As we have discussed above, the best way to minimize acid reflux causing insomnia is to address the reflux, and the insomnia will resolve on its own. By learning ways to avoid night time heartburn, you can improve your sleep too.
With a few lifestyle adjustments, you can save yourself a lot of the discomfort that comes from the dual problems of acid reflux and insomnia. For more details, read our article on tips to avoid night-time heartburn.
Stress is at the heart of both night time acid reflux and insomnia. Stress and GERD are deeply linked, as are stress and sleep disturbances.
When stressed, you become extra-sensitive to smaller amounts of acid in the esophagus – the bane of life as a GERD sufferer. In fact, a study found that reflux patients under stress reported more painful symptoms related to acid reflux, but none of the patients showed an increase in gastric acid. So it’s not that you’re producing more gastric acids when you’re stressed….you’re only more sensitive to acid exposure in periods of stress. To top that, stress coupled with exhaustion will also make it harder for you to fall asleep. Stress causes hyperarousal, which disrupts the balance between sleep and wakefulness.
Leave all worries of your job where they belong – in the office. A stress-free bed time routine will help keep acid reflux at bay and ensure that you go to bed in a calm, peaceful state of mind. This is why it is also important to avoid any confrontations and arguments with your partner or other family members at night; somethings are best done in the morning. If you are unable to shake off stress even after a relaxing bath and bedtime tea, we recommend deep breathing exercise to help you relax. We’ll go a step further and also recommend that you don’t watch movies and TV shows with violence, gore and horror before bedtime to keep your stress levels down.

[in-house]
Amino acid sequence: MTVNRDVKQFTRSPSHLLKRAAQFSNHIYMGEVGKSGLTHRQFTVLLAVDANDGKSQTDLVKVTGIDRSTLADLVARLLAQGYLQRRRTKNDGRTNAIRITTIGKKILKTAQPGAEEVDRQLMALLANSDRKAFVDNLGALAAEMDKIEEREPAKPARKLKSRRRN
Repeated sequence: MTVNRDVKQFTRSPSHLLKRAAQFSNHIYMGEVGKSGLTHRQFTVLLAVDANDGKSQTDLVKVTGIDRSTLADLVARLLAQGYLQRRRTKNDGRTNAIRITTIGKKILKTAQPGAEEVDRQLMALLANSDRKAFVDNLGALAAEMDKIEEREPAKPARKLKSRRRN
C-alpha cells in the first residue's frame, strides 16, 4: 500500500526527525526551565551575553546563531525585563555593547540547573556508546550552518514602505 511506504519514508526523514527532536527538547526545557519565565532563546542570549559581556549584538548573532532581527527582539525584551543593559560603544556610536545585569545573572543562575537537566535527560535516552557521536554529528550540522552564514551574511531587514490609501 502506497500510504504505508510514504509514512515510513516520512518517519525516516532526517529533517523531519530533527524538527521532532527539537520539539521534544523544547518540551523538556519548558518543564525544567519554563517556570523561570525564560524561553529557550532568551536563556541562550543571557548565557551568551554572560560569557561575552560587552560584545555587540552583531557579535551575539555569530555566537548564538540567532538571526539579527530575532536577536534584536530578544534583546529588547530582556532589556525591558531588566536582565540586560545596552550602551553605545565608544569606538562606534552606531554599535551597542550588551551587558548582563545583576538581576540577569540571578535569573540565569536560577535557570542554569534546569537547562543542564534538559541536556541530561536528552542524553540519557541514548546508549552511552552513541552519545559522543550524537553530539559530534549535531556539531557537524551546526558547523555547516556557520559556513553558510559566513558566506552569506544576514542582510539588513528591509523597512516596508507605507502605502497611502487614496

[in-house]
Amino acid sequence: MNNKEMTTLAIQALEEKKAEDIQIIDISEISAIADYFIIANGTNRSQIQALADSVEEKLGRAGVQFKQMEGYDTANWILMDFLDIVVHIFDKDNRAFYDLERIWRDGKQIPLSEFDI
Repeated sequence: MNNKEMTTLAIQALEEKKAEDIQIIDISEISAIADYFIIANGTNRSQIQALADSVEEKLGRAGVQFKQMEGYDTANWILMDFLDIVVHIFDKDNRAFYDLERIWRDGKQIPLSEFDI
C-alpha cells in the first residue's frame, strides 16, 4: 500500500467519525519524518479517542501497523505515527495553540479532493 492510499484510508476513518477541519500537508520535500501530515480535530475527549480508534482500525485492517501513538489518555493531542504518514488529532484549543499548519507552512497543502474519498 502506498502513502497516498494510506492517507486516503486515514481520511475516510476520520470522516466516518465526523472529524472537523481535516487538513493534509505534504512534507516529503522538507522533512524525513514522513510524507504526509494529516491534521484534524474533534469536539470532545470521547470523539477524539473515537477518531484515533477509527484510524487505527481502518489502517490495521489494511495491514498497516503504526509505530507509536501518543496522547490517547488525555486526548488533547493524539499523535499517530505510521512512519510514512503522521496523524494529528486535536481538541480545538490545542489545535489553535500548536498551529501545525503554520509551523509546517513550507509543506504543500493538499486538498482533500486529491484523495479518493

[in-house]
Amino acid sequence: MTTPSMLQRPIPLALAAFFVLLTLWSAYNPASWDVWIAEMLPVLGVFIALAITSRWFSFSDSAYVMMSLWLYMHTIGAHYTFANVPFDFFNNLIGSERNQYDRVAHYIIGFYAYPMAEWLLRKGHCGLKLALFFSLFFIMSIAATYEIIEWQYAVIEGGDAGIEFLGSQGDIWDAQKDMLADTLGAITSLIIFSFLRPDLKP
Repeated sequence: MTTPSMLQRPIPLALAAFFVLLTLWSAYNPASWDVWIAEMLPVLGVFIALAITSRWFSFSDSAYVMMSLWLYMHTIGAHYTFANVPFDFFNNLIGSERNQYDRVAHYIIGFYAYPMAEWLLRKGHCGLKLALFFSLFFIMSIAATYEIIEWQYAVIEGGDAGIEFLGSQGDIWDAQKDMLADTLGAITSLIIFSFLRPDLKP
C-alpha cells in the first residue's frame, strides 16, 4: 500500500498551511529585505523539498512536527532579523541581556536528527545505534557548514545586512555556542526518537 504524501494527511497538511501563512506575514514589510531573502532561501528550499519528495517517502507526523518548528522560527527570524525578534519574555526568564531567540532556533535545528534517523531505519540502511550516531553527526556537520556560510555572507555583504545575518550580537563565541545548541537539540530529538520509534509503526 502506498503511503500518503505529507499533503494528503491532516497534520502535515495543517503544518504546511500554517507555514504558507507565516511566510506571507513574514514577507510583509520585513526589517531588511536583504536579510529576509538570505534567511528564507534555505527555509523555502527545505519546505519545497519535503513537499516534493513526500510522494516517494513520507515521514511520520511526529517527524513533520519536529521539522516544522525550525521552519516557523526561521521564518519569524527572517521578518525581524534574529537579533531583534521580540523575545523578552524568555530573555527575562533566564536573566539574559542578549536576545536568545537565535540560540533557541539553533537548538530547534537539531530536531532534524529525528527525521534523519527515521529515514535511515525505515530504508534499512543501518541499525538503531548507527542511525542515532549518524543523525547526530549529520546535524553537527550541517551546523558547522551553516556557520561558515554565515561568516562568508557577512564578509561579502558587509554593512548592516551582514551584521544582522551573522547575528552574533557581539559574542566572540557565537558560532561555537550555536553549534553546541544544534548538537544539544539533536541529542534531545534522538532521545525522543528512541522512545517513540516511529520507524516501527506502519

Since sleeping pills will only worsen your GERD symptoms in the long run, what can you take to help sleep peacefully? Some dietary supplements can provide relief from acid reflux and improve sleep quality at the same time. These don’t come with undesirable side-effects and help symptoms of heartburn naturally.
Magnesium deficiency has been associated with acid reflux. Magnesium aids in the functioning of LES (lower esophageal sphincter) that works as a lid between the esophagus and the stomach to keep stomach contents from coming back up the esophagus. Magnesium is also vital for the function of GABA receptors, which are calming neurotransmitters that the brain requires to switch off and go to sleep. In simpler words – magnesium supplements improve sleep quality and can also help with acid reflux. Try 200 to 400 mg of magnesium citrate or glycinate twice a day, but be aware that excessive magnesium supplementation may result in diarrhea, nausea, and stomach cramping for some people.
Melatonin has long been used as a sleep aid, but is also effective in inhibiting gastric acid secretion and seems to control the lower esophageal sphincter. Melatonin is naturally produced by pineal gland to regulate the wake/sleep cycle and other daily biorhythms. Low levels of melatonin can lead to insomnia as well as worsen GERD. Start with 500 mcg to 5 mg at night.